Since the start of the current financial crises, we’re told that markets are at fault. The most common diagnosis is that there’s not enough regulation in place, and only a move away from reliance on markets and toward more laws and regulations will save the economy.
One thing that did happen is that someone misjudged the risk that was present in the mortgage-backed securities that led to the downfall of several investment banks. A recent article in the Wall Street Journal does the best job I’ve seen of explaining how this mistake, made by credit rating agencies, was responsible for this crisis. The article, written by Robert Rosenckanz, is Let’s Write the Rating Agencies Out of Our Law. Here’s a summary, as best as I can produce, of this article:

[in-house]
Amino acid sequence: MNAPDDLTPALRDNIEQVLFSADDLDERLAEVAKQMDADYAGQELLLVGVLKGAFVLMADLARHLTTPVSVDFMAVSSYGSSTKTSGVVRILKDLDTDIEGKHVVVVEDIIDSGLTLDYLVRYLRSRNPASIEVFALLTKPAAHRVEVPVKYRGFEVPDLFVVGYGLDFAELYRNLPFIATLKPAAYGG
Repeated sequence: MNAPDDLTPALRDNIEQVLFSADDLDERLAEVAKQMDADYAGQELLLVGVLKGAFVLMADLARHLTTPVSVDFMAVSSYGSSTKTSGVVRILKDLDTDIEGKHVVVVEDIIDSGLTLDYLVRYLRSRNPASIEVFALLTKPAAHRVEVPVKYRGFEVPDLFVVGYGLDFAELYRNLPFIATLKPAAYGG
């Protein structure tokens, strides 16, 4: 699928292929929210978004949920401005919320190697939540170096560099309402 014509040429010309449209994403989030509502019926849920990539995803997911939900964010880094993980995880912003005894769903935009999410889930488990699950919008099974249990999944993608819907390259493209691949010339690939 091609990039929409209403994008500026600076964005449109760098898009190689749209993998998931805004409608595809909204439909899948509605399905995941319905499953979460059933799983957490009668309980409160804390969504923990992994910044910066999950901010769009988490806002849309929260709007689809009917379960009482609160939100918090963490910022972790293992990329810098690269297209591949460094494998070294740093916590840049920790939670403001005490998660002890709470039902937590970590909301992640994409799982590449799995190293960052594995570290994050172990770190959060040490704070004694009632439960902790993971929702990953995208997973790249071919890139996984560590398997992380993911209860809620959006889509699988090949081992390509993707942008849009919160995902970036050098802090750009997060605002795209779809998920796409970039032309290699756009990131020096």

Rating agencies can make mistakes.
Regulatory agencies used these ratings in formulating their regulations. “Most importantly, bond ratings determine — as a matter of law — how much capital regulated institutions need in order to own the bonds.”
“Since the ratings determine required capital, they have a profound influence on how financial institutions invest their assets — in effect, the regulatory reliance on ratings makes the rating agencies the de facto allocators of capital in our system. And every actor in the financial system has every incentive to group and slice assets in ways that maximize not their fundamental soundness but their rating.”
“The problem was not the erroneous ratings per se; everyone misgauges risk and ratings agencies are no different. The problem is that these erroneous ratings were incorporated into law. Regulators should not have relied on ratings agencies to asses the risk of bond holdings. Instead, they should have relied on markets.”
Markets are superior to small groups of people — the credit rating agencies in this case — in making decisions. Because of regulation, however, the financial system was forced to accept and rely on these ratings. That, in turn, led to disaster.